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On Sailboats with Dieter Loibner

Less is more in this quest for ultimate sailing

With her narrow beam and double-ender hull shape, the 62-foot Francis Lee dosen't follow the production-boat trend that favors a lot of beam aft.The morning fog was lifting off Puget Sound as Blakely Rock slipped by to starboard, our bow turned north in search of wind. Soon a light, unsteady breeze sprang up. Nice, but on most boats it wouldn’t be nearly enough to unship the iron oar. Luckily, Francis Lee is not like most boats.



In remembrance of two ancient mariners

The author scatters his parents' ashes in the Strait of Juan de Fuca.The Strait of Juan de Fuca separates the United States from Canada around the 49th parallel north. Water can move through it like an avalanche, and seas can be treacherous, especially when they run counter to the current. But on this day it was flat calm, nary a cat’s paw on the placid surface.



Personal satisfaction follows independence

Wolfgang HasunerThe sun had dipped behind the hills to the west, but the soldiers of the spandex army kept pouring in from the road. Sweaty, dirty, tired and parched but smiling with contentment, they returned from a battle they had won — against the road and against themselves.



A relic’s lasting impact on ocean voyaging

Winslow Homer's 1886 oil painting Eight Bells depicts two sailors using sextants, the modern navigation instrument of the day.I recently caught myself swinging the cat-o’-nine-tails. Hard and fast I brought it down on my own back — virtually, of course — punishing myself for doing stuff that was fun when I should have applied myself to serious matters, such as weeding the yard or contributing to the bottom line. The culprit was David Barrie’s new book Sextant, which is subtitled A Young Man’s Daring Sea Voyage and the Men Who Mapped the World’s Oceans (HarperCollins).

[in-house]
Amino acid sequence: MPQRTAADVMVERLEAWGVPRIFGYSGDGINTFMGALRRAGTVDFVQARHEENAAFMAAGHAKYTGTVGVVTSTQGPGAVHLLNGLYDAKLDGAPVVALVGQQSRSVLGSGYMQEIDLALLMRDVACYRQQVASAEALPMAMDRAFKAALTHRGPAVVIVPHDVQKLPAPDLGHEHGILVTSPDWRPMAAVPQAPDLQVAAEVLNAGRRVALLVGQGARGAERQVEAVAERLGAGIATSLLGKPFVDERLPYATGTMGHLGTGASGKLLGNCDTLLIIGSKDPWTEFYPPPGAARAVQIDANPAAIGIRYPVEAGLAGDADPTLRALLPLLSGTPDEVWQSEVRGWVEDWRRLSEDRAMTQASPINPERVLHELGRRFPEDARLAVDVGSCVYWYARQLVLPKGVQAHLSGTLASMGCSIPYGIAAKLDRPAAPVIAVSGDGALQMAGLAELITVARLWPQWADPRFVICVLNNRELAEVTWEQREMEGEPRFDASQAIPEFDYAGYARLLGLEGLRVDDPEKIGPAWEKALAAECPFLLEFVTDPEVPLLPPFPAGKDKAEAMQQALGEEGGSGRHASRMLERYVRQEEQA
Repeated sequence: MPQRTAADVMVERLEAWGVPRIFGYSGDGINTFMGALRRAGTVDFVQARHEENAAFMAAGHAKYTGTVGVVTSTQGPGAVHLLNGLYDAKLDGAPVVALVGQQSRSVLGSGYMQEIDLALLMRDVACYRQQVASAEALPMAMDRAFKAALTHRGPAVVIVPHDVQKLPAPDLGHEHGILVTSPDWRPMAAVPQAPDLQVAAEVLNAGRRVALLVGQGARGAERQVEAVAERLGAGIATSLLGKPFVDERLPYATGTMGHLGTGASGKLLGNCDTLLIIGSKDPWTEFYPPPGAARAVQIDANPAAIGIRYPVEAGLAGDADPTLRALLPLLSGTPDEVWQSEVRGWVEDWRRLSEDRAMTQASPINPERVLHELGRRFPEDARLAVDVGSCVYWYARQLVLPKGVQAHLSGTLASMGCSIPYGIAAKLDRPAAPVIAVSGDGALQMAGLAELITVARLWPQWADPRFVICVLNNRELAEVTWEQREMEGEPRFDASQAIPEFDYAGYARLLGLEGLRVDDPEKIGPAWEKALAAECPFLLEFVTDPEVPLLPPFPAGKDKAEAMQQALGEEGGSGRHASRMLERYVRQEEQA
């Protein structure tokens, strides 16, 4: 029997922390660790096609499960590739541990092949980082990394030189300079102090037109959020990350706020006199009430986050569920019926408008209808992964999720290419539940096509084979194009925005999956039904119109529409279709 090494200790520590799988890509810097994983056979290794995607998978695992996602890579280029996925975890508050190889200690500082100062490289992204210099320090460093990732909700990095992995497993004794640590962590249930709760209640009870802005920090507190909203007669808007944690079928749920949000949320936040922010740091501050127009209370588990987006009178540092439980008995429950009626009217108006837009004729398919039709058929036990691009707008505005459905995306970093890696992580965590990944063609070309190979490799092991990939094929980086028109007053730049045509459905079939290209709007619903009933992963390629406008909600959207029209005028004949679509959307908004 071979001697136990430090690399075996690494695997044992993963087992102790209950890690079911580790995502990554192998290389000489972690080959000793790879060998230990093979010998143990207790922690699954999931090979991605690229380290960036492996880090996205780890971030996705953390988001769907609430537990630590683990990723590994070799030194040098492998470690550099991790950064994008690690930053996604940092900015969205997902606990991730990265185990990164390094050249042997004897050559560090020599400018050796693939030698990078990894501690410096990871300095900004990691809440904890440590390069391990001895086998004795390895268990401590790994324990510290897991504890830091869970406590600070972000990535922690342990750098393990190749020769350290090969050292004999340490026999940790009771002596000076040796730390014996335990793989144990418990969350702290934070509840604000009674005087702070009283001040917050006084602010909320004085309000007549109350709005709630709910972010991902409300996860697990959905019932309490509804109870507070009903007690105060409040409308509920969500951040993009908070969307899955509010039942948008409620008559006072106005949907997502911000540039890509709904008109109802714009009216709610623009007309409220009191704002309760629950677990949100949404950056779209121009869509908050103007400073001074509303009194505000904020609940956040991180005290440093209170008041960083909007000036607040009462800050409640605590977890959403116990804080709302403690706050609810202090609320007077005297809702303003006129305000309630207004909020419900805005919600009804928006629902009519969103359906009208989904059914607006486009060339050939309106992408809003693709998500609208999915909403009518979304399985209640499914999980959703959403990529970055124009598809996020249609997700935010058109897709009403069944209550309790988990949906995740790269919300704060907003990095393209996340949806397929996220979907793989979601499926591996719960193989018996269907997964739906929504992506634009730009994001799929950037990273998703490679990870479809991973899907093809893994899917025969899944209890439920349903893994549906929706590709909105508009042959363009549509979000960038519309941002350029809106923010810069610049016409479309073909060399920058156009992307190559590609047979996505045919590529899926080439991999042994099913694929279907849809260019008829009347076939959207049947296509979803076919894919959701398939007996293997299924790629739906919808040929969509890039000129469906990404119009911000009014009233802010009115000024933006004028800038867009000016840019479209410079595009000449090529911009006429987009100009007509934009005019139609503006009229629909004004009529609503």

A wing and a promise: less fuel and cleaner air

Trillizas is a test platform for wing technology that could be adapted to passenger ferries on San Francisco Bay.Ah, the blessings of San Francisco Bay: sunshine, sparkling water, brisk breezes, a multihull and a wing. In remembering the last America’s Cup, these could be the trimmings for a heart-thumping ride on foils at 40 knots. But this is a different show. No speeding. No grinding. No foiling. No body armor, crash helmets or cameras. And no profligate billionaires. This is not about speed.



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